Latest posts by Pita Ligaiula (see all)
- Pacific nations warned of threat to sovereignty from Distant Water Fishing Nations - 14 December 2018
- Fiji steps up pressure for adopting target reference point for South Pacific albacore - 13 December 2018
- Small Pacific nations speak out at Tuna Commission - 12 December 2018
HONOLULU, 13 DECEMBER 2018 (PACNEWS)—- Papua New Guinea’s Fisheries Industry Association has warned delegates at the Tuna Commission to ensure their national interests are protected from the threat posed by Distant Water Fishing Nations (DWFNs) wanting to extend the jurisdiction of fishing rules.
Chairman Sylvester Pokajam said members of the Western and Central Fisheries Commission must fight for their rights.
“The biggest threat that I keep telling the members of the PNA and the FFA they (DWFNs) have now encroached into managing our exclusive economic zones and they try to also exercise the mandate of the commission into our internal archipelago waters.
“And we said no, that is non-negotiable and it’s going to remain non-negotiable because that’s our territory, so our members should not lose sight of that.
Pokajam said the WCPFC was formed to manage the high seas but external fisheries interests had encroached into management of the Exclusive Economic Zones (EEZ) of some Pacific nations.
“That’s why they should remain alert to make sure that we remain dominant because the moment they have more numbers in the commission, they may exercise their right to vote we would lose our rights and I don’t think we’d allow that.
At the moment Pacific Island nations make up a slim majority of members of the WCPFC but with other countries interested in joining that advantage could be eroded. While decisions within the WCPFC are usually taken by consensus a vote can be called as a last resort
Pokajam said it is important Pacific nations audit co-operating non-members carefully, to ensure that they are in compliance with commission regulations.
“I don’t think we should allow many (to join),” he said
Pokajam explained that members must ensure the interests of coastal states are protected.
“So (the) main objective of the coastal states – mostly the FFA members – is that we make sure that our interest is protected at all times, at all costs and at the same time the way we are seeing now is that DWFN are trying to take the power away from us,” Pokajam said.
“They (have tried) as much as possible since day one to take that power away from the coastal states but for FFA member countries we will fight for it and I think we have been very successful to date. “
Pokajam said the Pacific always remains united and nations had made some sacrifices for the sake of solidarity.
“We have been able to force our message through the purse seine industry, through the FFA and come up with our own measures through the three implementing arrangements to 100 percent observer coverage, High Seas closure – these are measures we put in place,” he said.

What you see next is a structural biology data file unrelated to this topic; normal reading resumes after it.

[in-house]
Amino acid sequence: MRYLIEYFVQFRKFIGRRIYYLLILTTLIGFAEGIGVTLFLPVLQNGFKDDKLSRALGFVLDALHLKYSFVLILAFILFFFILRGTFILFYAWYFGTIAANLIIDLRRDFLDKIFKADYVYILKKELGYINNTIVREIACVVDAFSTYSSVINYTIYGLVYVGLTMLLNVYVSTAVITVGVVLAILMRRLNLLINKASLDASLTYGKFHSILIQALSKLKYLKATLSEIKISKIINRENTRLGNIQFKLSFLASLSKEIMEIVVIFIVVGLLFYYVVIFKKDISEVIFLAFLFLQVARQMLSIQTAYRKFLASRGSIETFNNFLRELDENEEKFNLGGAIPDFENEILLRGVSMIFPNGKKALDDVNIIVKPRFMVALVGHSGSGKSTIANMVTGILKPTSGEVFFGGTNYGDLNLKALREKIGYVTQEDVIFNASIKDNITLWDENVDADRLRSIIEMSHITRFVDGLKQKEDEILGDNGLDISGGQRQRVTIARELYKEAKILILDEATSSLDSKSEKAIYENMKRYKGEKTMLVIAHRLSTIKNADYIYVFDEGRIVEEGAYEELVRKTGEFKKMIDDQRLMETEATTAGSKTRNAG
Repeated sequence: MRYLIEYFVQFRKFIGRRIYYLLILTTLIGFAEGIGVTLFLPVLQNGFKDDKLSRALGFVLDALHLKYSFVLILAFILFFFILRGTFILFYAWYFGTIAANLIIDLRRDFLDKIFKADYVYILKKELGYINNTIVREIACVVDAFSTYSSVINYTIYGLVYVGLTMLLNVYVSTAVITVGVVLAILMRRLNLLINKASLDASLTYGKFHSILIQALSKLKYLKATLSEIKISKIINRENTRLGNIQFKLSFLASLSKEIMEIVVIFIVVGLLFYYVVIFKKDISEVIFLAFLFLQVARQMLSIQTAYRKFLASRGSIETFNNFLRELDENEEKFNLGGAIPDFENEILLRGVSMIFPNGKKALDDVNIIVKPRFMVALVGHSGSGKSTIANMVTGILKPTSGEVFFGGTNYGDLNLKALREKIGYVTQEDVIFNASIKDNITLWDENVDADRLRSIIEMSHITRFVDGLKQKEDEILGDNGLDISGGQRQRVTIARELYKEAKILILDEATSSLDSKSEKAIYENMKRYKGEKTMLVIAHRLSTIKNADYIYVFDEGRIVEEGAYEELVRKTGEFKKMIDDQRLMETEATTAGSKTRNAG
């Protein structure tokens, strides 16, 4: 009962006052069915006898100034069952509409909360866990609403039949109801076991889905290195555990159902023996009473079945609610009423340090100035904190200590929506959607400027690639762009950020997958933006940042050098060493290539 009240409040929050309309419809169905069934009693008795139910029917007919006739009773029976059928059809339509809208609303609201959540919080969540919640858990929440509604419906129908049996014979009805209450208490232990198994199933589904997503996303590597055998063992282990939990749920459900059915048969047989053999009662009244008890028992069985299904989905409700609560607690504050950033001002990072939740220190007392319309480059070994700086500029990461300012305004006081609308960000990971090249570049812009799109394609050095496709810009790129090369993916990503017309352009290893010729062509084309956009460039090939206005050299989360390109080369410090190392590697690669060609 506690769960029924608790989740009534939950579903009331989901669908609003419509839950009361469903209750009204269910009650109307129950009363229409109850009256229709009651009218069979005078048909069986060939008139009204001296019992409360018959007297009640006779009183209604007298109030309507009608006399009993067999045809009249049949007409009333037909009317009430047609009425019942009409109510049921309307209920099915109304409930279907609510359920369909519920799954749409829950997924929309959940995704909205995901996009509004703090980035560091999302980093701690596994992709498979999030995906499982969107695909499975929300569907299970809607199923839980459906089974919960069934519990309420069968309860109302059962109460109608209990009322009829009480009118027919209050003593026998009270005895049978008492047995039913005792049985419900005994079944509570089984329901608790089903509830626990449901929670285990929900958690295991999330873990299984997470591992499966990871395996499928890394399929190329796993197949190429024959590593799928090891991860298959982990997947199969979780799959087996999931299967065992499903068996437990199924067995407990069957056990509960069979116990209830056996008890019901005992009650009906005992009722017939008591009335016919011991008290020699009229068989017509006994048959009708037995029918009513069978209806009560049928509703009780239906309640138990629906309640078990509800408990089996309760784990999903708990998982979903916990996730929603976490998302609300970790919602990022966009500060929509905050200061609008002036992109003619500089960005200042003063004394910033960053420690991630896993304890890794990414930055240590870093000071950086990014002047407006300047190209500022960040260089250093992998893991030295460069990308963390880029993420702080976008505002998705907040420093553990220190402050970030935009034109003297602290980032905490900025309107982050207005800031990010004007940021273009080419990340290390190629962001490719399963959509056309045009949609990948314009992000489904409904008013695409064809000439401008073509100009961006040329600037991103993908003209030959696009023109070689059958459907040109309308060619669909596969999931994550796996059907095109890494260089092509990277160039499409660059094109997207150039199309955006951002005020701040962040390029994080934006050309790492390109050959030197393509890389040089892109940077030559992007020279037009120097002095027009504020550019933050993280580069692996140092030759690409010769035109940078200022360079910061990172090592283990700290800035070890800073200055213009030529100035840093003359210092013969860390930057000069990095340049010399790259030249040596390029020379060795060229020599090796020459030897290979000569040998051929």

The VDS scheme- in which licensees pay a daily fee to operate in fishing zones – is the single most successful resource management model using rights-based control over fisheries resources.
“We have implemented the VDS. Purse seine, effect control, used to be by number of boats, that’s not the case since 2004. Effort has now shifted to days. What we are saying is you can have so many number of boats but you are limited to days,” Pokajam told journalists in Honolulu.
“And to our surprise a decade ago the value of the fisheries was about US$60 million now its more than US$400million. That’s the case because we exercise our rights and our sovereignty over the EEZ.
“The biggest threat that I can see is that they take away our rights to manage and to do whatever we want to do in our own National laws and at the same time through sub-regional and regional arrangements like the FFA, PNA and the Pacific Forum leaders.”
On Bigeye tuna, Pokajam said the Pacific must oppose US efforts to increase catch limits, saying the proposal did nothing to improve sustainable fishing.
Distant-water nations in Europe, China, the United States, South Korea, Japan and Taiwan have traditionally been reluctant to curb their tuna catches.
“It’s just because they see the green in all our fishery at the moment, Big Eye, Yellowfin, Skipjack, Pacific Albacore are all now in green,”Pokajam said.
“Our stock assessment is telling us that all our stocks are in green, safe zone. Just because we attain that good management and they try to come in to ride on it and I don’t I think we should agree with that.
“I think FFA member countries should reject that. I’m not part of the group that discuss this – I think I’ll leave it to them but I think we should not support that,” he said… PACNEWS